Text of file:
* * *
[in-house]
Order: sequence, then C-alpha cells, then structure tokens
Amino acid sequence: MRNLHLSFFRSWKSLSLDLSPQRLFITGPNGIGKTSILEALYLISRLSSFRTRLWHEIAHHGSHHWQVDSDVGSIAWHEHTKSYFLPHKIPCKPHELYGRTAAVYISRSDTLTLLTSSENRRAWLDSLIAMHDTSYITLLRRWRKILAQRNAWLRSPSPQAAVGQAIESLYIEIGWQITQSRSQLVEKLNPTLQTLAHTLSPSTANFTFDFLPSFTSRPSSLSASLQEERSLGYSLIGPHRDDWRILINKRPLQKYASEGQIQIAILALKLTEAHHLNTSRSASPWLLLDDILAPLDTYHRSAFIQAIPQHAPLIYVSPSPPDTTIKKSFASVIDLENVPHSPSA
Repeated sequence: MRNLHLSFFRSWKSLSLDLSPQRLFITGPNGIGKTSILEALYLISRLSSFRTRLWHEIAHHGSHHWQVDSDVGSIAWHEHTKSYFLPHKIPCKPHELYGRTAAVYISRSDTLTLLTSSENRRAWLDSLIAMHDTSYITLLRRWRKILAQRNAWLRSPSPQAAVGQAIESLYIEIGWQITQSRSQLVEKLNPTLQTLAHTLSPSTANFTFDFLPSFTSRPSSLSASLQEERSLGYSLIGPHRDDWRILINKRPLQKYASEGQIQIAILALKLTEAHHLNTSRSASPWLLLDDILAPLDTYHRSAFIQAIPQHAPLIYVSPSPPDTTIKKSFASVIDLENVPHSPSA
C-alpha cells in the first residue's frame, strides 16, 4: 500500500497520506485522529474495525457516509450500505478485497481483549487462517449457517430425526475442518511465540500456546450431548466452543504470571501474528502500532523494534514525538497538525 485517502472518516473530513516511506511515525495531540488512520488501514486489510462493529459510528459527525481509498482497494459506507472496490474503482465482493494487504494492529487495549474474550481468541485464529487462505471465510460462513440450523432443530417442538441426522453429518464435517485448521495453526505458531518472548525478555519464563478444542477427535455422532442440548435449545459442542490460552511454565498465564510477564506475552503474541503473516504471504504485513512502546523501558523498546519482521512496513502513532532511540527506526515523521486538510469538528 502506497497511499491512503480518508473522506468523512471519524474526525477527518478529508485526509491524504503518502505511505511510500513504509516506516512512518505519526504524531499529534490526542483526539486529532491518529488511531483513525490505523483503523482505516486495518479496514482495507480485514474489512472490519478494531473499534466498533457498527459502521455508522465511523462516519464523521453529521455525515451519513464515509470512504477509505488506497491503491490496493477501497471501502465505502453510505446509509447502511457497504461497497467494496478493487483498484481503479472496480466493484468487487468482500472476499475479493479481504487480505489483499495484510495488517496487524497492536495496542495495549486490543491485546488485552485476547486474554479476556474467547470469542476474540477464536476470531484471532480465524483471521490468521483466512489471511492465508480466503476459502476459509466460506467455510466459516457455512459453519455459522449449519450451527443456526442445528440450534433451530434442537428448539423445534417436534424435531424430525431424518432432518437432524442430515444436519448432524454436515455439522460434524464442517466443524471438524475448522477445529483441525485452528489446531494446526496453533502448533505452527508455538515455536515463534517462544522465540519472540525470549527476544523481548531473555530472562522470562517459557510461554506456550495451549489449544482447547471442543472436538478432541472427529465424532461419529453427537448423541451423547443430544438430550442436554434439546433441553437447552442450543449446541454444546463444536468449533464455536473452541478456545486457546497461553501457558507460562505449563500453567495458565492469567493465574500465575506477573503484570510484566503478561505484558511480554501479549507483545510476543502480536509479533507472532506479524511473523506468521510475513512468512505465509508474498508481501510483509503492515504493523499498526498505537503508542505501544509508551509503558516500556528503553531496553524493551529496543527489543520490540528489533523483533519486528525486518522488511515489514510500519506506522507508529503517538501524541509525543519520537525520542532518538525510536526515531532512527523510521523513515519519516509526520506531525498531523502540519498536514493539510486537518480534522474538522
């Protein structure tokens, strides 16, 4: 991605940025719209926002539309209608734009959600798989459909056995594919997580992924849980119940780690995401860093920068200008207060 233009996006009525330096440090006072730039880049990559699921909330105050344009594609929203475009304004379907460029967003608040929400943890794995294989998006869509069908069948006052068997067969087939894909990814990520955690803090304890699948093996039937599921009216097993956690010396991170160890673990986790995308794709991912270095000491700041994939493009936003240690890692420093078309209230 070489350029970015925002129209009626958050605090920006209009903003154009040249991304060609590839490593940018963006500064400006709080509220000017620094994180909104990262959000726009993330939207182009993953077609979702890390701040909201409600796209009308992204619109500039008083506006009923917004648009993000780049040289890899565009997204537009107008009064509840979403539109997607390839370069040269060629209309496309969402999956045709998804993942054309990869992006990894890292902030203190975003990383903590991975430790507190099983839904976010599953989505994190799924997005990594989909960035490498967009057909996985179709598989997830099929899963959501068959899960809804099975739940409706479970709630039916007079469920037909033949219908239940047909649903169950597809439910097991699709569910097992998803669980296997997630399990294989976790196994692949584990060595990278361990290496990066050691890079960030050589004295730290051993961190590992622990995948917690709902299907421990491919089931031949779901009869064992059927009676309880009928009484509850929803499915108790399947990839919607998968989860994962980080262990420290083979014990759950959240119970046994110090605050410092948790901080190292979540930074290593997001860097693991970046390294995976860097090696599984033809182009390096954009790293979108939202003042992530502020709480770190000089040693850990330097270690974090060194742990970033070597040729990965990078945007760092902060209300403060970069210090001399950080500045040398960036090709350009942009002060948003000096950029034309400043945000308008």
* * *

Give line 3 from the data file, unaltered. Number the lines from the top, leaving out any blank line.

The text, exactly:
Amino acid sequence: MRNLHLSFFRSWKSLSLDLSPQRLFITGPNGIGKTSILEALYLISRLSSFRTRLWHEIAHHGSHHWQVDSDVGSIAWHEHTKSYFLPHKIPCKPHELYGRTAAVYISRSDTLTLLTSSENRRAWLDSLIAMHDTSYITLLRRWRKILAQRNAWLRSPSPQAAVGQAIESLYIEIGWQITQSRSQLVEKLNPTLQTLAHTLSPSTANFTFDFLPSFTSRPSSLSASLQEERSLGYSLIGPHRDDWRILINKRPLQKYASEGQIQIAILALKLTEAHHLNTSRSASPWLLLDDILAPLDTYHRSAFIQAIPQHAPLIYVSPSPPDTTIKKSFASVIDLENVPHSPSA